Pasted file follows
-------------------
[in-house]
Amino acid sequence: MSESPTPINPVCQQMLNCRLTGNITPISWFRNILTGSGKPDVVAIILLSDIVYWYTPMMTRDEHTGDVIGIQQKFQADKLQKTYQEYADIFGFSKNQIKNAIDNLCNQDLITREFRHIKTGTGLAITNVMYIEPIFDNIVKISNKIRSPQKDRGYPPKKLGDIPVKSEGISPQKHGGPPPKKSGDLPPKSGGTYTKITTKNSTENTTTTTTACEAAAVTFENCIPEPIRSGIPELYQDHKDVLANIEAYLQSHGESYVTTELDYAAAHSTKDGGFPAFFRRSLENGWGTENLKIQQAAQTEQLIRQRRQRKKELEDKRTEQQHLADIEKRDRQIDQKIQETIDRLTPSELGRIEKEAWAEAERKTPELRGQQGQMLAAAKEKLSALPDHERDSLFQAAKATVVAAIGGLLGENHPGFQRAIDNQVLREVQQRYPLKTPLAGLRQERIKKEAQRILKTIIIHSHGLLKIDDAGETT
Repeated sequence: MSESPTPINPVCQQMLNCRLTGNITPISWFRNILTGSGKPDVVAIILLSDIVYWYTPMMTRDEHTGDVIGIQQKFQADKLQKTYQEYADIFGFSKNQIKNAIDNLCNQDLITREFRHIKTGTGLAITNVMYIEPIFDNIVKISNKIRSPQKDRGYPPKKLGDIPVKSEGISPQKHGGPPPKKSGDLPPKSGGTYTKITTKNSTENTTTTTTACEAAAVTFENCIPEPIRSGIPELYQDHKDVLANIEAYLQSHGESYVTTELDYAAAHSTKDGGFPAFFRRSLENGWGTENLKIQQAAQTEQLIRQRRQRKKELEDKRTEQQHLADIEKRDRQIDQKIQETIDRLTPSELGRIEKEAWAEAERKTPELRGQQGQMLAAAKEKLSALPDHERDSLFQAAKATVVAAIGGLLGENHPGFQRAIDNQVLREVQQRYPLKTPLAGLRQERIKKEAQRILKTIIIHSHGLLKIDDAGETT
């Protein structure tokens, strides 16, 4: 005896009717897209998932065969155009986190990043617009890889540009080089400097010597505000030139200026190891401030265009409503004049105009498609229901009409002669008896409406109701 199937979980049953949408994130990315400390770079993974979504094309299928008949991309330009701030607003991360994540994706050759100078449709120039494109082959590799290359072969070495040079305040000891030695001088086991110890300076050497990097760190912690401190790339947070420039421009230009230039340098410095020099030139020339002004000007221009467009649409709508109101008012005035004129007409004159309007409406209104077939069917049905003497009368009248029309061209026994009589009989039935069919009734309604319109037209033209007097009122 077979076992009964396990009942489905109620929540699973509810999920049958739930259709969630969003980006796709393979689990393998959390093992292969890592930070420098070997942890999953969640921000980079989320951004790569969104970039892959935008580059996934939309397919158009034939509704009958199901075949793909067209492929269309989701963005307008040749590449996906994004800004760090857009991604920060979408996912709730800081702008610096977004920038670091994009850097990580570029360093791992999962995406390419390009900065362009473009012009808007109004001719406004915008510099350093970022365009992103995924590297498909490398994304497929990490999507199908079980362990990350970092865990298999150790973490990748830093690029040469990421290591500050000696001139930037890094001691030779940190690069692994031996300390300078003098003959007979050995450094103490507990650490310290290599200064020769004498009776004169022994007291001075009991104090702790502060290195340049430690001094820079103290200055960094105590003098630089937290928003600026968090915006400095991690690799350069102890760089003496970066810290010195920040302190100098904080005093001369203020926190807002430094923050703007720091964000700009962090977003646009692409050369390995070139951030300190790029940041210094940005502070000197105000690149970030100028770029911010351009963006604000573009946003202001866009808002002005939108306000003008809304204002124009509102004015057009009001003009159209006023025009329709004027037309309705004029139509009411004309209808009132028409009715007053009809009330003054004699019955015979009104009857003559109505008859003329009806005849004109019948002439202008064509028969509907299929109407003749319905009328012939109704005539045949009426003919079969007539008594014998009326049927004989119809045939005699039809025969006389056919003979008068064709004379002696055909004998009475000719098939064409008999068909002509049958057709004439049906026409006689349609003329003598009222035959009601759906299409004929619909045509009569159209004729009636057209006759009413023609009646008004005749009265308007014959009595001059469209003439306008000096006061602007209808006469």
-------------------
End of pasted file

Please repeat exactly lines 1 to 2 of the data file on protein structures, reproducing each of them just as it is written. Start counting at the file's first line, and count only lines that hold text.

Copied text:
[in-house]
Amino acid sequence: MSESPTPINPVCQQMLNCRLTGNITPISWFRNILTGSGKPDVVAIILLSDIVYWYTPMMTRDEHTGDVIGIQQKFQADKLQKTYQEYADIFGFSKNQIKNAIDNLCNQDLITREFRHIKTGTGLAITNVMYIEPIFDNIVKISNKIRSPQKDRGYPPKKLGDIPVKSEGISPQKHGGPPPKKSGDLPPKSGGTYTKITTKNSTENTTTTTTACEAAAVTFENCIPEPIRSGIPELYQDHKDVLANIEAYLQSHGESYVTTELDYAAAHSTKDGGFPAFFRRSLENGWGTENLKIQQAAQTEQLIRQRRQRKKELEDKRTEQQHLADIEKRDRQIDQKIQETIDRLTPSELGRIEKEAWAEAERKTPELRGQQGQMLAAAKEKLSALPDHERDSLFQAAKATVVAAIGGLLGENHPGFQRAIDNQVLREVQQRYPLKTPLAGLRQERIKKEAQRILKTIIIHSHGLLKIDDAGETT